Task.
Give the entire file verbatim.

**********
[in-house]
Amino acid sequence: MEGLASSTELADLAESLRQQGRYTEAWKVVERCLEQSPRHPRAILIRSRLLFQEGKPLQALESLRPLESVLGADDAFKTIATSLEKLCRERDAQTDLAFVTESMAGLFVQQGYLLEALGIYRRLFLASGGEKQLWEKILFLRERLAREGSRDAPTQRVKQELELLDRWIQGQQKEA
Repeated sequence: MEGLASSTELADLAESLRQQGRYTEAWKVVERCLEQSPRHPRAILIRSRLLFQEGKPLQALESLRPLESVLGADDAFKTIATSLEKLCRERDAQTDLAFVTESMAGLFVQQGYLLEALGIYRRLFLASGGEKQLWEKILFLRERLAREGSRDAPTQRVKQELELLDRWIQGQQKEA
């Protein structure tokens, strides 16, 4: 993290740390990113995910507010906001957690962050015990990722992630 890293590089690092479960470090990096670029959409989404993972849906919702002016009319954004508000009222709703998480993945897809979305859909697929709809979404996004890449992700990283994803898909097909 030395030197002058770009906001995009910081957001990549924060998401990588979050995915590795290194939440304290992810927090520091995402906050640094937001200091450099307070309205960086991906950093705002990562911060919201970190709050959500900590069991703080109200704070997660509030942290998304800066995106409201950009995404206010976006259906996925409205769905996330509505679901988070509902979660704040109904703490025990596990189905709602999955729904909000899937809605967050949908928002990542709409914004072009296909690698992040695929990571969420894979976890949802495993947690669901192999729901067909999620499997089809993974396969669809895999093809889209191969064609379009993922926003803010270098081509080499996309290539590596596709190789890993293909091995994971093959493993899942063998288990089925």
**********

[in-house]
Amino acid sequence: MEGLASSTELADLAESLRQQGRYTEAWKVVERCLEQSPRHPRAILIRSRLLFQEGKPLQALESLRPLESVLGADDAFKTIATSLEKLCRERDAQTDLAFVTESMAGLFVQQGYLLEALGIYRRLFLASGGEKQLWEKILFLRERLAREGSRDAPTQRVKQELELLDRWIQGQQKEA
Repeated sequence: MEGLASSTELADLAESLRQQGRYTEAWKVVERCLEQSPRHPRAILIRSRLLFQEGKPLQALESLRPLESVLGADDAFKTIATSLEKLCRERDAQTDLAFVTESMAGLFVQQGYLLEALGIYRRLFLASGGEKQLWEKILFLRERLAREGSRDAPTQRVKQELELLDRWIQGQQKEA
């Protein structure tokens, strides 16, 4: 993290740390990113995910507010906001957690962050015990990722992630 890293590089690092479960470090990096670029959409989404993972849906919702002016009319954004508000009222709703998480993945897809979305859909697929709809979404996004890449992700990283994803898909097909 030395030197002058770009906001995009910081957001990549924060998401990588979050995915590795290194939440304290992810927090520091995402906050640094937001200091450099307070309205960086991906950093705002990562911060919201970190709050959500900590069991703080109200704070997660509030942290998304800066995106409201950009995404206010976006259906996925409205769905996330509505679901988070509902979660704040109904703490025990596990189905709602999955729904909000899937809605967050949908928002990542709409914004072009296909690698992040695929990571969420894979976890949802495993947690669901192999729901067909999620499997089809993974396969669809895999093809889209191969064609379009993922926003803010270098081509080499996309290539590596596709190789890993293909091995994971093959493993899942063998288990089925």